In the Arima package, using a Box-Cox transformation give wrong results when later applied to the forecast method.

For example, consider this data:

```
library(forecast)
data<-c(2,3,2,3,2,3)
```

And for the sake of simplicity, consider an ARIMA(0,0,0) model. (The mean of this series is 2.5.)

The mean forecast made without a Box-Cox transformation is correct:

```
forecast(Arima(data,order=c(0,0,0)))$mean
[1] 2.5 2.5 2.5 2.5 2.5 2.5 2.5 2.5 2.5 2.5
```

However if we use a Box-Cox transformation, such as a log transformation with lambda=0, the "mean" forecast is wrong:

```
forecast(Arima(data,order=c(0,0,0), lambda=0))$mean
[1] 2.44949 2.44949 2.44949 2.44949 2.44949 2.44949 2.44949 2.44949 2.44949 2.44949
```

It seems that to produce the mean forecast of Y=exp(X), it does E(Y)=exp(E(X)).

Is there a way to correct this?

Is there a package with a correct implementation of forecasts with Box-Cox transformations?

## Best Answer

The approach adopted by the

`forecast`

package is to fit a model to the transformed data and to backtransform both the point forecasts and prediction intervals. This is not "wrong". It is a legitimate choice. This preserves the coverage of the prediction intervals, and the back-transformed point forecast can be considered themedianof the forecast densities (assuming the forecast densities on the transformed scale are symmetric). For many purposes, this is acceptable, but occasionally the mean forecast is required. For example, with hierarchical forecasting the forecasts need to be aggregated, and medians do not aggregate but means do.It is easy enough to derive the mean forecast using a Taylor series expansion. Suppose $f(x)$ represents the back-transformation function, $\mu$ is the mean on the transformed scale and $\sigma^2$ is the variance on the transformed scale. Then using the first three terms of a Taylor expansion around $\mu$, the mean on the original scale is given by $$f(\mu) + \frac{1}{2}\sigma^2f''(\mu).$$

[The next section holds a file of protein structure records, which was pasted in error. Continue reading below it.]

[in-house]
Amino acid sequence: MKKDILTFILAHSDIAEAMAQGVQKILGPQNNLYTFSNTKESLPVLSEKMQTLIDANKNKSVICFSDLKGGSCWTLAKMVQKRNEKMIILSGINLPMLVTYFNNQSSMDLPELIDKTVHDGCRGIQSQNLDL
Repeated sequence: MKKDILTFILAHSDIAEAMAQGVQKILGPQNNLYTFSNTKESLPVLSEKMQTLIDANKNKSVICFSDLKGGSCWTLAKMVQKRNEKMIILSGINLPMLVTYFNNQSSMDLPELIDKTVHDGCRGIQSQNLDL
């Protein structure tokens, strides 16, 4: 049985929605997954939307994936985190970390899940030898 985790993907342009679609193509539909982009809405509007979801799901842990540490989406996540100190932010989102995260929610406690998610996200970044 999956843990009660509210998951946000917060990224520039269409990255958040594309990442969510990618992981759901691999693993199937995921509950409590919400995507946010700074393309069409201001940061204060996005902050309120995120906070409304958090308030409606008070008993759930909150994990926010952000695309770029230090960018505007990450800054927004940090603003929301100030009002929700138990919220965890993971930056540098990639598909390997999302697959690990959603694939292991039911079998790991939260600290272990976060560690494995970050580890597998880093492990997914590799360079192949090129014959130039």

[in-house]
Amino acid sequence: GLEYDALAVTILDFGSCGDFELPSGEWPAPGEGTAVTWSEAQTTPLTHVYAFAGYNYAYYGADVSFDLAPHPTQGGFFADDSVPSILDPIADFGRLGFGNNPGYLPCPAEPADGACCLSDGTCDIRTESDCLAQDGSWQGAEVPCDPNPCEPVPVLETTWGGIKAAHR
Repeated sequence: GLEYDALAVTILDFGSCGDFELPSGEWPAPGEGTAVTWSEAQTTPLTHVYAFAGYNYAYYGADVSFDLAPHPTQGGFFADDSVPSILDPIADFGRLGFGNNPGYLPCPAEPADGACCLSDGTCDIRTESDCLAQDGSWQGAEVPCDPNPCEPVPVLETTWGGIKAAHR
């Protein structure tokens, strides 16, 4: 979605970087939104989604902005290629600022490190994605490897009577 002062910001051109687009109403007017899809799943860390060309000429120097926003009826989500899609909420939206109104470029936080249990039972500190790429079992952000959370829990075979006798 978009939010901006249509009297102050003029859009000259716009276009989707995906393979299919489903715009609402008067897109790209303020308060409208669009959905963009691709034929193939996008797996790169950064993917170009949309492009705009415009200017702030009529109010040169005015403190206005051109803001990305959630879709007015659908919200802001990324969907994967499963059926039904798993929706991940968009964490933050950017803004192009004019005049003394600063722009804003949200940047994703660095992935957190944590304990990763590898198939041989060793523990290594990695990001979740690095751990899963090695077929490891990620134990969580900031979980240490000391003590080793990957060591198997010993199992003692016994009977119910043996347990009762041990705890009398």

For a Box-Cox transformation, $$f(x) = \left\{\begin{array}{ll} (\lambda x+1)^{1/\lambda} & \text{if $\lambda\ne0$;}\\ e^x & \text{if $\lambda=0$.}\end{array}\right. $$ So $$f''(x) = \left\{\begin{array}{ll} (1-\lambda)(\lambda x+1)^{1/\lambda-2} & \text{if $\lambda\ne0$;}\\ e^x & \text{if $\lambda=0$.}\end{array}\right. $$ and the backtransformed mean is given by $$\left\{\begin{array}{ll} (\lambda \mu+1)^{1/\lambda}\left[1 + \frac{\sigma^2(1-\lambda)}{2(\lambda \mu+1)^{2}}\right] & \text{if $\lambda\ne0$;}\\ e^\mu\left[1 + \frac{\sigma^2}{2}\right] & \text{if $\lambda=0$.}\end{array}\right. $$ Therefore, to adjust the back-transformed mean obtained by R, the following code can be used.

An extended version of this answer is given on my blog.